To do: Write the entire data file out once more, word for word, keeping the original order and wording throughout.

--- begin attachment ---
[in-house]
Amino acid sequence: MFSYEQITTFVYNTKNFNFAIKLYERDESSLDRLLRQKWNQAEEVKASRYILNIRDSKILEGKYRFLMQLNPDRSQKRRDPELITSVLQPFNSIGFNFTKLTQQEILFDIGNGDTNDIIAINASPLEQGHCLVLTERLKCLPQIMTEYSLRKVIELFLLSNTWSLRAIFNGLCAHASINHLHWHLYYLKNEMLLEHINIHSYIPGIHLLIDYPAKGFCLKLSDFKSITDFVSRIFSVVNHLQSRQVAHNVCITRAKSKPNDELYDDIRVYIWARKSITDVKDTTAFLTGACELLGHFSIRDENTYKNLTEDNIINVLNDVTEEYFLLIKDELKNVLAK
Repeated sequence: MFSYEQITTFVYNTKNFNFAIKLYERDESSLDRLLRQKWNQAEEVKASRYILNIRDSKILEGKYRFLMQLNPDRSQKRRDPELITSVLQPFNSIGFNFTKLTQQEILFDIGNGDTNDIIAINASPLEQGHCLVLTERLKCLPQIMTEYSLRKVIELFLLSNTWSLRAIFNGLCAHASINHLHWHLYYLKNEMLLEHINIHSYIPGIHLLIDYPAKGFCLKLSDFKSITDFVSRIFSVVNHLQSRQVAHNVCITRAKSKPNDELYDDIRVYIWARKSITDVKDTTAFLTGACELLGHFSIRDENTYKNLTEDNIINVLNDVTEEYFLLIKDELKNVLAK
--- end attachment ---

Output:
[in-house]
Amino acid sequence: MFSYEQITTFVYNTKNFNFAIKLYERDESSLDRLLRQKWNQAEEVKASRYILNIRDSKILEGKYRFLMQLNPDRSQKRRDPELITSVLQPFNSIGFNFTKLTQQEILFDIGNGDTNDIIAINASPLEQGHCLVLTERLKCLPQIMTEYSLRKVIELFLLSNTWSLRAIFNGLCAHASINHLHWHLYYLKNEMLLEHINIHSYIPGIHLLIDYPAKGFCLKLSDFKSITDFVSRIFSVVNHLQSRQVAHNVCITRAKSKPNDELYDDIRVYIWARKSITDVKDTTAFLTGACELLGHFSIRDENTYKNLTEDNIINVLNDVTEEYFLLIKDELKNVLAK
Repeated sequence: MFSYEQITTFVYNTKNFNFAIKLYERDESSLDRLLRQKWNQAEEVKASRYILNIRDSKILEGKYRFLMQLNPDRSQKRRDPELITSVLQPFNSIGFNFTKLTQQEILFDIGNGDTNDIIAINASPLEQGHCLVLTERLKCLPQIMTEYSLRKVIELFLLSNTWSLRAIFNGLCAHASINHLHWHLYYLKNEMLLEHINIHSYIPGIHLLIDYPAKGFCLKLSDFKSITDFVSRIFSVVNHLQSRQVAHNVCITRAKSKPNDELYDDIRVYIWARKSITDVKDTTAFLTGACELLGHFSIRDENTYKNLTEDNIINVLNDVTEEYFLLIKDELKNVLAK